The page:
So what does thalassemia look like everyday? Like normal. Minus a medication first thing each morning. Chronic transfusions lead to high iron levels, which can damage your organs. So, she takes a medication to bind the excess iron and rid the body of it. About two weeks after her last transfusion, we go in and have her blood drawn to check her hemaglobin level. Usually we will go ahead at that point and schedule her transfusion based on that number. Sometimes its in the next day or two, if she's on the low side. Sometimes, it's 4-5 days later. Transfusion day for us, is a long day. We live about 1.5 hrs from our nearest children's hospital and our pediatric hematologist, who oversees her care. If we were local, we would go the afternoon before and they would draw blood and type and cross it and have her transfusion ready the next morning. We'd go in the next morning, and they'd hook her up and it takes about 3 hrs. However, since we are too far to go in for the blood draw the day before(and it can't be done locally) we get get up at 5am, and leave by 6am, so we can be there by 8am when they open. Rush hour traffic and all! The nurse brings her back and starts her IV. Vivian is a rockstar. She knows the routine, and she just deals with it. She rarely cries. She will tell me, "Mommy, I brave." And she is. They draw the blood from the IV for the type and cross. Then, wrap it up and we leave. They usually tell us to come back after lunch, as it takes about 2-3 hrs for them to get the blood ready. We also do direct donor, meaning five of our immediate family take turns donating for her.So, she always gets our blood. I love knowing she has a part of us. When we leave, I try to make it fun. We go have breakfast. Did you know Ikea has free breakfast on the weekdays? ! We go to the park, or mall, or the local Chinatown. We end up there for lunch usually. It's the closest thing to the food I remember from Ch*na. Vivian loves the dumplings and noodles there. After lunch, we head back to the doctor's office, and they hook her up to the blood, and we watch movies, and nap, and play board games, and read books, etc... for three hours. When she is done, they remove the IV, say see you in a few weeks and we head for home. Hopefully, avoiding the five o'clock traffic. Usually, we get home after 7pm. It's a long day for sure, but a fun one. I hope it will always be like that for Vivian. A special day to be together. A positive thing.  The older kids take turns coming with us, and it is a great time for bonding. The rest of the days in between.... are normal.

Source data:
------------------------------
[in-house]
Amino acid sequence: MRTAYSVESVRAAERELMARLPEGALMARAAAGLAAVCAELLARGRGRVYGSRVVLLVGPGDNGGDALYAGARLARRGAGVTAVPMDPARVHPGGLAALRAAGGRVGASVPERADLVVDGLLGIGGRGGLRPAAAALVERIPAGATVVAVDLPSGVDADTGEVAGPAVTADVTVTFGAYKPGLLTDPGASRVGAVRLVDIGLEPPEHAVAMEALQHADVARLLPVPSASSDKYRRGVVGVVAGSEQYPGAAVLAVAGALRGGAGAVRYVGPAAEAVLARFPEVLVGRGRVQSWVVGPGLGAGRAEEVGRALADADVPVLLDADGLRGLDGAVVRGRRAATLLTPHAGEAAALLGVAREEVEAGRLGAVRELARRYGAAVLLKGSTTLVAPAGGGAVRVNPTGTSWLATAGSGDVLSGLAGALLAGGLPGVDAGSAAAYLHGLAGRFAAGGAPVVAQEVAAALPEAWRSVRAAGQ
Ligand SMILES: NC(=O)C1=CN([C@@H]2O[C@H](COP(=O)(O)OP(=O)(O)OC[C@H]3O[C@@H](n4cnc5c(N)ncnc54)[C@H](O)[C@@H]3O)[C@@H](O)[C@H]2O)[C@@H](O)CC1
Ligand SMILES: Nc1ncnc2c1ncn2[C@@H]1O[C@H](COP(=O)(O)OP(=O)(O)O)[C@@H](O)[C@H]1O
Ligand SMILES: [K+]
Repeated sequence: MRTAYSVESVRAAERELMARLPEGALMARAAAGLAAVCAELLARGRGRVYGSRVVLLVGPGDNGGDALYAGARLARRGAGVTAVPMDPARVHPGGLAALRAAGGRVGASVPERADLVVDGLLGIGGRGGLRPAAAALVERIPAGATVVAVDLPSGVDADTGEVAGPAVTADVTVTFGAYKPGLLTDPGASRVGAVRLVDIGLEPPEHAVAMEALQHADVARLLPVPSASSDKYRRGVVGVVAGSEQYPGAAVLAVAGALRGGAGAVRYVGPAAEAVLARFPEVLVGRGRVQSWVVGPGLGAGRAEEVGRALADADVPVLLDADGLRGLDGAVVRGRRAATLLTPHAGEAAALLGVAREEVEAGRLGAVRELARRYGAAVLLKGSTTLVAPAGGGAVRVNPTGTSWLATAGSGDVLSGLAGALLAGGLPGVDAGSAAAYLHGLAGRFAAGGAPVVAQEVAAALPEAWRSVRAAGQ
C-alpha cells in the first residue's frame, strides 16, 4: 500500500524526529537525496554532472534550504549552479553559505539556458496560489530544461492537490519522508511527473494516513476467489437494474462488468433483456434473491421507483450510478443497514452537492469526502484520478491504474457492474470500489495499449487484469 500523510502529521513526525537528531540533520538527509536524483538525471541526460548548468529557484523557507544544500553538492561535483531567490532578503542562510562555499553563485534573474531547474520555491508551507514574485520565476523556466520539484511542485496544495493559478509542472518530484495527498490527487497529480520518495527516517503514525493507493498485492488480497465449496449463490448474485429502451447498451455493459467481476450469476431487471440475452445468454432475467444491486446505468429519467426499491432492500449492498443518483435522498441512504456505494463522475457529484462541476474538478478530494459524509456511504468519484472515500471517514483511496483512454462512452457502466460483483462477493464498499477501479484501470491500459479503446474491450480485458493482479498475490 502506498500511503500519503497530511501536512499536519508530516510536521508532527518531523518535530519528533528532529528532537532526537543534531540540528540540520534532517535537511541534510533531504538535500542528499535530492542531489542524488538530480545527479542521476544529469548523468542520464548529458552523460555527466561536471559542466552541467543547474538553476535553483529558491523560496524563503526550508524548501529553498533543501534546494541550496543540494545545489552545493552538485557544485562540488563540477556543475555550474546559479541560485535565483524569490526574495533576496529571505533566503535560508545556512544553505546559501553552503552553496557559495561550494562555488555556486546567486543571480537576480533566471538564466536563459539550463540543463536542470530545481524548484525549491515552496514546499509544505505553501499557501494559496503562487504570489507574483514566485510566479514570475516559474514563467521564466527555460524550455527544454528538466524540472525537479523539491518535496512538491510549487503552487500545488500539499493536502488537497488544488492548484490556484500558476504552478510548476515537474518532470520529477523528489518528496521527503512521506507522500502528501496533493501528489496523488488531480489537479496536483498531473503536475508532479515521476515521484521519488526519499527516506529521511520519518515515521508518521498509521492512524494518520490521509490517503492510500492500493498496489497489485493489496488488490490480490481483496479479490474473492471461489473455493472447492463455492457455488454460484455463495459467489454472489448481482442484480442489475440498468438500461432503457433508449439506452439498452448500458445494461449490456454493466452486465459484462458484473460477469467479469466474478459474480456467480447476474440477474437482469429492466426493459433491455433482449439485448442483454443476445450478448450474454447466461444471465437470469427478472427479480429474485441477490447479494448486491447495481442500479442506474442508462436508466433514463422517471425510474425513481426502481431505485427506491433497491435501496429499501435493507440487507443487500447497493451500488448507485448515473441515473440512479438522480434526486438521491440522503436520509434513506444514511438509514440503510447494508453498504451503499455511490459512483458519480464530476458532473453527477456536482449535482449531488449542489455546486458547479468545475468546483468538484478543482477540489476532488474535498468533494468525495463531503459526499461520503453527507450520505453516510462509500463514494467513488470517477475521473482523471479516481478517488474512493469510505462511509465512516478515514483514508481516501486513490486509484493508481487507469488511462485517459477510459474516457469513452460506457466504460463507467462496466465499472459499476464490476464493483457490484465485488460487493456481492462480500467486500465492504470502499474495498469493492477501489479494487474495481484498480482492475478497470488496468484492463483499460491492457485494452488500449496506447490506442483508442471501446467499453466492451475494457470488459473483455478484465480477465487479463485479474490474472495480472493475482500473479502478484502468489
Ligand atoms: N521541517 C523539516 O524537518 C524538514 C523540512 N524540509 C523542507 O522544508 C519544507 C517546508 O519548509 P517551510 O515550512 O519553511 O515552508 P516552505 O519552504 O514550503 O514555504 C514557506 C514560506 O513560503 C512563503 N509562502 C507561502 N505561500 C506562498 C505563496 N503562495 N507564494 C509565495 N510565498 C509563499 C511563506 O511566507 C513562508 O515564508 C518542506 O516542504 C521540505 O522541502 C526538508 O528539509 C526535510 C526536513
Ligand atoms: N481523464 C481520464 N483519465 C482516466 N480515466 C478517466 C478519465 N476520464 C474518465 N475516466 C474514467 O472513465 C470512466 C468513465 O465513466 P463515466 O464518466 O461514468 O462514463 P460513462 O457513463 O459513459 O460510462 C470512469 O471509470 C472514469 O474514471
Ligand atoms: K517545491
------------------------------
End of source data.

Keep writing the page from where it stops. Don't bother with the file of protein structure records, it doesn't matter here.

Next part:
Thalassemia IS a chronic medical condition. It does have lifelong implications. It IS so manageable, for us. She has bloomed, and physically come so so far since coming home. She wasn't being transfused in Ch*na, but she needed it. She was tiny, and her spleen was so enlarged from the chronic anemia. She more than doubled her weight in less than a year. Her spleen is normal now. She is smart, and kind, loving, and funny! I can't even bear to think about what would have happened to her if she hadn't been adopted. We are so blessed to be her family. Vivian is so much more than thalassemia. She has taught me that children with special needs are not defined by them. It's just a small part of their life.